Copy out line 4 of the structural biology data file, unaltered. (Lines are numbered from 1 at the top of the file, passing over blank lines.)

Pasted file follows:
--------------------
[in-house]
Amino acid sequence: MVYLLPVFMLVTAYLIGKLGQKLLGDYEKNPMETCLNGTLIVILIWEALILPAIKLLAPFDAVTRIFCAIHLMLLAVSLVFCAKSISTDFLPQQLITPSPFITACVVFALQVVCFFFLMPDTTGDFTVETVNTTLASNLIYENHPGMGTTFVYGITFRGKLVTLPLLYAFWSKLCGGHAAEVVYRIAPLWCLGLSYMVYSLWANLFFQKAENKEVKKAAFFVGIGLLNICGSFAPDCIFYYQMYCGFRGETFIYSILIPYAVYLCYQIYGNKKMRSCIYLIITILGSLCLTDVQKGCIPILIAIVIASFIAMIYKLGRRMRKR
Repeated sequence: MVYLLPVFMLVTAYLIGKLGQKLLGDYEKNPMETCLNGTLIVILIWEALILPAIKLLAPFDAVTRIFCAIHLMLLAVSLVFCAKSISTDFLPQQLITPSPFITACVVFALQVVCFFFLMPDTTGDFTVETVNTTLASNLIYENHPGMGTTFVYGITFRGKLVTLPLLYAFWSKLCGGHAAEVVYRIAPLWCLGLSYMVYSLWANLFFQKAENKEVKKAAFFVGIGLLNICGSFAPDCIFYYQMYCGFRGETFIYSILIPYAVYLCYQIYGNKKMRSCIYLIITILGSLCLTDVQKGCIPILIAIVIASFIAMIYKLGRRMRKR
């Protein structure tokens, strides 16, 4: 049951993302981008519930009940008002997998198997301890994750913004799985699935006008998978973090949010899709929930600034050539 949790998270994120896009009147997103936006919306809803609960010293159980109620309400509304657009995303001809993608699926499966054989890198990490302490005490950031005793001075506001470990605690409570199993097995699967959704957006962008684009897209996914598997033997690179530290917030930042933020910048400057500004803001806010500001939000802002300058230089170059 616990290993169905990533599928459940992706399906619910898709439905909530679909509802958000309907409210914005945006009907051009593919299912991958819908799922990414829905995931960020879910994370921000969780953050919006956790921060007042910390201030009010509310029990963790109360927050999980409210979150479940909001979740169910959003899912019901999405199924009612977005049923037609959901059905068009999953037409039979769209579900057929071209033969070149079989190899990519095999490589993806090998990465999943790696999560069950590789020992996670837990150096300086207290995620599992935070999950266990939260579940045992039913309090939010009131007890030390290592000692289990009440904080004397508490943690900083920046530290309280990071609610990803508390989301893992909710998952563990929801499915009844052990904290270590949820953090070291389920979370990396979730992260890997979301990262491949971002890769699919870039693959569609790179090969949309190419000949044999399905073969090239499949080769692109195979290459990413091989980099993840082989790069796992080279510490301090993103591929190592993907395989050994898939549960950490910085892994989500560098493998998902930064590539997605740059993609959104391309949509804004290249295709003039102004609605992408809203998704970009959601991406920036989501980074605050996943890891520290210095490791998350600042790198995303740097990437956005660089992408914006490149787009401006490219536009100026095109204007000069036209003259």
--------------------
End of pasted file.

């Protein structure tokens, strides 16, 4: 049951993302981008519930009940008002997998198997301890994750913004799985699935006008998978973090949010899709929930600034050539 949790998270994120896009009147997103936006919306809803609960010293159980109620309400509304657009995303001809993608699926499966054989890198990490302490005490950031005793001075506001470990605690409570199993097995699967959704957006962008684009897209996914598997033997690179530290917030930042933020910048400057500004803001806010500001939000802002300058230089170059 616990290993169905990533599928459940992706399906619910898709439905909530679909509802958000309907409210914005945006009907051009593919299912991958819908799922990414829905995931960020879910994370921000969780953050919006956790921060007042910390201030009010509310029990963790109360927050999980409210979150479940909001979740169910959003899912019901999405199924009612977005049923037609959901059905068009999953037409039979769209579900057929071209033969070149079989190899990519095999490589993806090998990465999943790696999560069950590789020992996670837990150096300086207290995620599992935070999950266990939260579940045992039913309090939010009131007890030390290592000692289990009440904080004397508490943690900083920046530290309280990071609610990803508390989301893992909710998952563990929801499915009844052990904290270590949820953090070291389920979370990396979730992260890997979301990262491949971002890769699919870039693959569609790179090969949309190419000949044999399905073969090239499949080769692109195979290459990413091989980099993840082989790069796992080279510490301090993103591929190592993907395989050994898939549960950490910085892994989500560098493998998902930064590539997605740059993609959104391309949509804004290249295709003039102004609605992408809203998704970009959601991406920036989501980074605050996943890891520290210095490791998350600042790198995303740097990437956005660089992408914006490149787009401006490219536009100026095109204007000069036209003259």